Liz Lyles, Reno, Nevada resident and mom of 2, quickly made a name for herself back in 2012 when she won Ironman Wisconsin in just her second professional race. In four short years Lyles has been crowned champion at four Ironmans, finished 7th and first American at the Ironman World Championships in 2014 and has broke the tape for the last two years in a row at Tri-California’s Wildflower Triathlon.
Lyles returns to the Big Island with a recent win in Madison under her belt and an early season victory and course record at Ironman Brazil. Keep your eyes on Lyles during the marathon and don’t be surprised if she has one of the top runs of the day.
You had a phenomenal and dominating race win at Ironman Brazil this year. Tell us a little more about how you have used that performance to gain even more confidence and experience towards Kona this year.
2015 was a challenging year for me. I really wanted to win in Brazil, and ended up getting second. It was a close race, and my time was good, but the race left me with a somewhat empty and unsatisfied feeling. Then Whistler happened, another race I wanted to win, but the weather and hypothermia had their way, and I didn’t even make it to mike 15 on the bike. I never got back on track after that. Tremblant and Kona were both disappointing. The goal in 2016 was to get back on track by defending at Wildflower and picking up the win in Brazil. I was able to do both, and top things off with another win at Ironman Wisconsin. Collectively, these were a huge boost to my confidence. I’m having fun again, and I feel good going into Kona.
You just recently won Ironman Wisconsin- where you won your first Ironman as a pro. What do you do to be able to bounce back so quickly to be able to compete in Kona a month later? Most pros are in full training and hold off racing before Kona. How are you able to be successful in both?
Only time will tell. Wisconsin was a hard training day for Kona. Right now I am fully recovered. With a little money in the bank, and some points on the board, I feel less pressure going into Kona. I’m training hard because I want to, not because I have to. There are no guarantees for anyone in Kona. I feel pretty good about my approach. We’ll see how things come together on race day.
What was one of the key things you learned from last year’s performance? What went well and what did you focus on improving from last year?
Last year was tough. Things didn’t go my way right off the bat, and I think I let it get to me. I wasn’t as confident in myself after the way the season unfolded. I guess if there is one point I will keep in mind this year it will be to stay focused, roll with punches, and find a way to stay in the fight even if my plan disintegrates early on.
What do you feel is your biggest strength heading into this year’s race?
I feel pretty good about my swim, bike and run. I think if there is a strength that differentiates me this year compared to previous years it is my experience. This will be my fourth year in a row racing in the World Championship. I’ve have good performances, and performances to learn from. I think this year I will know how to respond to different situations, should things unfold unfavorably at any point. In terms of swim, bike, or run, I know I am capable of a sub 3 hour marathon, so that will be a huge focus for me this year.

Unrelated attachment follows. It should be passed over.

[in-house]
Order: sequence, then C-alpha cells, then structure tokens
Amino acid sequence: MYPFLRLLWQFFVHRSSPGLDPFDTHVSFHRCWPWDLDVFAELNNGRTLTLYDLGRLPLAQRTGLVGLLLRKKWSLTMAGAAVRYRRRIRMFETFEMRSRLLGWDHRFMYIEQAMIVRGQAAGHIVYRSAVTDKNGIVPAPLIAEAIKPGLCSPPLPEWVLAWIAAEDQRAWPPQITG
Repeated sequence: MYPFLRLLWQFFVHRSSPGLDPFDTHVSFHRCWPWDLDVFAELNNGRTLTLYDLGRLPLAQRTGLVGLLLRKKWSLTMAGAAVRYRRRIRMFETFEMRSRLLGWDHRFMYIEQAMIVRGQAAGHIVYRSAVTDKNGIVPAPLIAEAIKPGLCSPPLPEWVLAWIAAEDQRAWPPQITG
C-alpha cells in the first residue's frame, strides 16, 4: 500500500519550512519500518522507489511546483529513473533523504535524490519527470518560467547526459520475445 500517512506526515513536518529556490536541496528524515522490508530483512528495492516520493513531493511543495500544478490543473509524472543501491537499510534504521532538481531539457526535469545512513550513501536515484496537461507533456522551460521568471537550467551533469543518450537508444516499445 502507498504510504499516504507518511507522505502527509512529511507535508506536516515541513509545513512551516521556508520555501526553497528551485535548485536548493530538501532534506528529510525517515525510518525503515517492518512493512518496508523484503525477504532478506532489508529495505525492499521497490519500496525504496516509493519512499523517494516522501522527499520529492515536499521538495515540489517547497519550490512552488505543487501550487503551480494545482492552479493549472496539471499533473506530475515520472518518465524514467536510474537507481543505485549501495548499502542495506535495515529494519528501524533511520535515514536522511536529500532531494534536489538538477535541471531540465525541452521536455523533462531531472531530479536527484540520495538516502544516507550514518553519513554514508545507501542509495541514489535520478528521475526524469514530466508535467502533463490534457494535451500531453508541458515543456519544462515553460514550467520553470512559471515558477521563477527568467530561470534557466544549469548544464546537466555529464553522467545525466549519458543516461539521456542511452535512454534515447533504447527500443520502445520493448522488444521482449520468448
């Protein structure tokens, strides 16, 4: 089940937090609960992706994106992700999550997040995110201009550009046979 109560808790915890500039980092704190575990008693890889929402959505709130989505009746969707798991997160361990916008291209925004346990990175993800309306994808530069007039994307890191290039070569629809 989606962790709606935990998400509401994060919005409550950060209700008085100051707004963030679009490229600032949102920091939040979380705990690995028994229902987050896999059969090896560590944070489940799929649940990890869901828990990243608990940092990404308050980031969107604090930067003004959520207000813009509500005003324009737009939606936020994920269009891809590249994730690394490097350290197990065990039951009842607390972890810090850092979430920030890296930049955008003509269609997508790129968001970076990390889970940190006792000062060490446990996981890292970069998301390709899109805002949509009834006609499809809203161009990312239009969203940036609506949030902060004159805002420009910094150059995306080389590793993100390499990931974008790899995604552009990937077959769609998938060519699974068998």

Besides being the Ironman World Championships, what/ how do you prepare differently for this Ironman compared to others? Are there more race tactics, etc…? Or do you prepare for this race the same as other Ironmans?
My preparation for Kona has been similar somewhat to how I prepared for Brazil. Obviously training in the heat is a welcomed challenge this time of year, and that is different than training in the spring. Mentally I’m very focused. I’m familiar with the course, and when training for Kona, I target rides and runs with similar characteristics. I have had a few indoor sessions that were quite warm, also its always windy in Reno, so that helps a lot! I always try to do my key runs at the time I’ll be running in the race, also when its nice and hot outside to get used to that.
Do you have any race day superstitions or special things you do before an Ironman or before Kona?
My morning routine, food, hydration etc, is the same for all races. I try the hibernate as much as I can in the days leading up to any race too. I try to be flexible and go with the flow as much as possible. I do like to take naps in the days leading up to an Ironman, and I am always in bed reading, feet up at 4 o’clock the day before and Ironman. If I am away from the Chip and the kids, we always plan a time to facetime so they can give me their loving messages for race day. Luckily they will be in Kona this year, so some good night hugs and kisses will be in order! Plus my parents are coming to help out, so the night before the race the kids will sleep in their room.
What do you feel like defines you as a strong professional female athlete? Are their specific thoughts or mantras that make you feel stronger on race day?
The harder the challenge, the greater the reward is a cliche that runs through my mind often. No ironman has ever been easy. I hope what defines me is a good nature, a professional demeanor, good sportsmanship, and setting an example for my kids. At the end of the day, my number one priority is being a good mom.
We wish you the best from start to finish on Saturday!
Follow Liz Lyles on Instagram: @lizlylestri
Interview by Mackenzie Madison
Race photo by Ironman/FinisherPix
Reno photo by Sean Dulany.
Read all of our Kona Countdown Q&As here.
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